For International Plasma Awareness Week (IPAW) 2023, there are quite a few new, exciting, and science-based advancements to report in regard to plasma donations worldwide. Allowing science to guide the discussion and drive policy throughout the world is key, and these new guidelines represent significant progress in that regard. Thankfully, updated regulations in several countries will increase the global supply of plasma. Internationally, the need for plasma is at an all-time high—6,500 units of plasma are needed daily in the U.S. alone.
The U.K., for example, just lifted a 20-year ban in 2021 that now allows its citizens to donate plasma for domestic use and has opened three donation sites in Birmingham, Reading, and Twickenham since the ban was lifted. While the ban was put into place originally as a preventative measure against transmitting variant Creutzfeldt-Jakob disease (vCJD, also known as mad cow disease), cases of the disease have remained low since 2004. This drop in cases, combined with the fact that processes have developed to reduce plasma infectivity, makes the risk of transmitting vCJD through blood products extremely small. The U.K.’s Minister for Innovation has such confidence that he stated all those thinking about donating plasma should “absolutely take the plunge.”
In Canada, Canadian Blood Services (CBS), which is a nonprofit funded by provincial governments, reached a deal in September 2022 with the Spanish pharmaceutical company Grifols, allowing individuals to be compensated for their donations of plasma. CBS banned paid donations in 2014 after tainted blood products from HIV and hepatitis C-positive donors resulted in 8,000 deaths in the 1980s.
Today, however, measures such as extensive testing and virus removal procedures are in place to make plasma products safe regardless of monetary incentive. In fact, these regulatory and safety measures have resulted in not a single case of tainted blood since that outbreak. Grifols now has a plasma donation center in Winnipeg, Manitoba, and is developing one in Edmonton, Alberta. A center in Ontario is also expected to be operational in 2024 to continue to work toward meeting the healthcare needs of Canadians.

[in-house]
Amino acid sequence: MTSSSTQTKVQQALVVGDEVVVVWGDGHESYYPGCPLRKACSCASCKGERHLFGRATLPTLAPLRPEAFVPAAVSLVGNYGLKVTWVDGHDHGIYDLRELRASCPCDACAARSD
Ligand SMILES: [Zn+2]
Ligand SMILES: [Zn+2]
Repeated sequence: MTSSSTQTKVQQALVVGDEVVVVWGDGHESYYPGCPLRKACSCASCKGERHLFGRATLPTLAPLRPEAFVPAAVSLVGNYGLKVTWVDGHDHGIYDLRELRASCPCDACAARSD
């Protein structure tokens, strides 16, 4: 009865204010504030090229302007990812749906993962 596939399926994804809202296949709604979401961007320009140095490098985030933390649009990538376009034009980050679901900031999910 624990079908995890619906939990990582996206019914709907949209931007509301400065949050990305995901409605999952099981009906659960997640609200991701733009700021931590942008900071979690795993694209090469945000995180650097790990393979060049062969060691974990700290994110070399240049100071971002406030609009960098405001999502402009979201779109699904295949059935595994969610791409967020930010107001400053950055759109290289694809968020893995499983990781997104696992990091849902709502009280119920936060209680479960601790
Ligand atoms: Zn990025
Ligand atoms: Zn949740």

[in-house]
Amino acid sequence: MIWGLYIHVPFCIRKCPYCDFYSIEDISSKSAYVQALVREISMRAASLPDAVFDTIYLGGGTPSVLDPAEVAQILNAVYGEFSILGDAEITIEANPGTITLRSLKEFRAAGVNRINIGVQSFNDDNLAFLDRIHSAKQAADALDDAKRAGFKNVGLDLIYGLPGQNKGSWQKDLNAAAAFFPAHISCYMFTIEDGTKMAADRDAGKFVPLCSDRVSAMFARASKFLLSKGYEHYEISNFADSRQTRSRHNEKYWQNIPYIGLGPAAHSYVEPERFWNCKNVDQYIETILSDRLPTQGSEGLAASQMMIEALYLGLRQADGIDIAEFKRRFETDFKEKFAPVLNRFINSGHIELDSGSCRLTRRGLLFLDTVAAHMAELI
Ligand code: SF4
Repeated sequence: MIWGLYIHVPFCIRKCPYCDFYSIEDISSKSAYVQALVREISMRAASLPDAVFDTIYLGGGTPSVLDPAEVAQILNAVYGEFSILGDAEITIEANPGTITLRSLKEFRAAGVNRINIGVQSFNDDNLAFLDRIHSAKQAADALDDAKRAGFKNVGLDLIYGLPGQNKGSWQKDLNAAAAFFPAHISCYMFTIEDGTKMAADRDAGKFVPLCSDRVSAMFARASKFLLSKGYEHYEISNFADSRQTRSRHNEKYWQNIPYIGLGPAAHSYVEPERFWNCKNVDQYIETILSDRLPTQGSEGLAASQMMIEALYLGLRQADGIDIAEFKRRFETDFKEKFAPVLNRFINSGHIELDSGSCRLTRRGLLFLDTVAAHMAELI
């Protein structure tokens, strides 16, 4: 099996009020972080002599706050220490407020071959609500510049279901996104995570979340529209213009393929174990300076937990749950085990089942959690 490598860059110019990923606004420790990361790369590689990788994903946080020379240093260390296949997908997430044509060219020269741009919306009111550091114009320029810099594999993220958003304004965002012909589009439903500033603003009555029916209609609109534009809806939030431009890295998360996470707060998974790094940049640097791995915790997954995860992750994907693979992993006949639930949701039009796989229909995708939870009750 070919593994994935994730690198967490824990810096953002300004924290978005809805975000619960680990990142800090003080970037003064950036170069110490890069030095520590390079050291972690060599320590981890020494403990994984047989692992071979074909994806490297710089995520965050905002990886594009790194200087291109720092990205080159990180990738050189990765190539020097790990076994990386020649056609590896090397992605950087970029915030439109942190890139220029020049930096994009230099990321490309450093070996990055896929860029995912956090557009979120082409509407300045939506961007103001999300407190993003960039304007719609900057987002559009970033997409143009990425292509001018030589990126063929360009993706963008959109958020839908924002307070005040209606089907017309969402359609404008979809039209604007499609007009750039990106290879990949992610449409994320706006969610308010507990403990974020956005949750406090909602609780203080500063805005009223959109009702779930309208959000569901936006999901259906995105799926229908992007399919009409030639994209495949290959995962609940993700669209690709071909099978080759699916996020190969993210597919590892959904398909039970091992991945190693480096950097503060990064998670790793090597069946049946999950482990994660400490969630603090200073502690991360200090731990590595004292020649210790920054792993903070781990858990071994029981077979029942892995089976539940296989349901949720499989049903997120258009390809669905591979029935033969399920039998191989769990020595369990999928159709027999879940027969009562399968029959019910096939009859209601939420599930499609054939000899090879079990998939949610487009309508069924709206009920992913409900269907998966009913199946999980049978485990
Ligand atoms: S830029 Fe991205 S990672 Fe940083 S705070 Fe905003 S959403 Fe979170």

Based on medical evidence, Australia is leading the way in replacing a previous policy of deferring entire groups of people based on sexual risk factors. For example, this individual risk assessment being adopted internationally allows, for the first time, men who have sex with men (MSM) to donate. The new approach evaluates risk with individual assessments for every donor and could impact upwards of 57,000 people. Australia will also be the first country to allow men on pre-exposure prophylaxis (PrEP), a medication taken to prevent getting HIV, to donate. To prevent HIV transmission, measures are still in place regarding an individual's sexual conduct, with various restrictions to ensure safe plasma collection. The donor is also tested for HIV, hepatitis B, and hepatitis C, and the plasma is also tested post-donation for antibodies that the body produces in response to a virus.
These new measures will not only remove unnecessary restrictions that apply to only certain groups, reducing discrimination and stigma, but also will allow many individuals who wish to donate plasma and were turned away in the past to do so. Ultimately, these policy changes are projected to significantly boost the amount of plasma collected.
The health of plasma donors is just as important as the patients who need plasma-derived therapies, which is why research is being conducted to ensure donor safety. This research shows that plasma donation may result in a brief reduction of immunoglobulin (IgG) before levels return to baseline within 48 hours. The study tracked both physical and mental components over different periods of time and found little to no meaningful changes relative to before and after donation, regardless of the frequency of donation. The most common reporting is cold, fatigue, cough, and sore throat after donation. The goal of the study was to ensure donor health and well-being as a key to sustaining and fostering participation in plasma donation programs. These findings provide evidence refuting critics who fear that plasma donors being compensated will lead to negative health outcomes.
Still, of the 171 countries that report on plasma-derived medicinal products (PDMP), 115 do not produce any at all. Despite that, the World Health Organization (WHO) has been at the forefront of improving blood safety and availability and states, “providing safe and adequate blood should be an integral part of every country’s national healthcare policy and infrastructure.” Of the countries that do collect plasma donations, the median per 1000 citizens is still only approximately 5 liters per year.
The European Union (EU) Commission, Council, and Parliament are currently discussing legislation that was introduced in 2022 on substances of human origin (SoHO) intended for human application. On September 12, 2023, the EU moved forward with language stating donors can only be compensated for quantifiable losses/expenses incurred during donation. At this point, it's unclear if the paid donations system that is in place already in a handful of EU countries will be able to continue under that language. Barring donor compensation may have the opposite effect if, in the next leg of this legislative process, restrictive language around plasma donation compensation is adopted. This would be in contrast to the goal of making EU countries less dependent on imported plasma.
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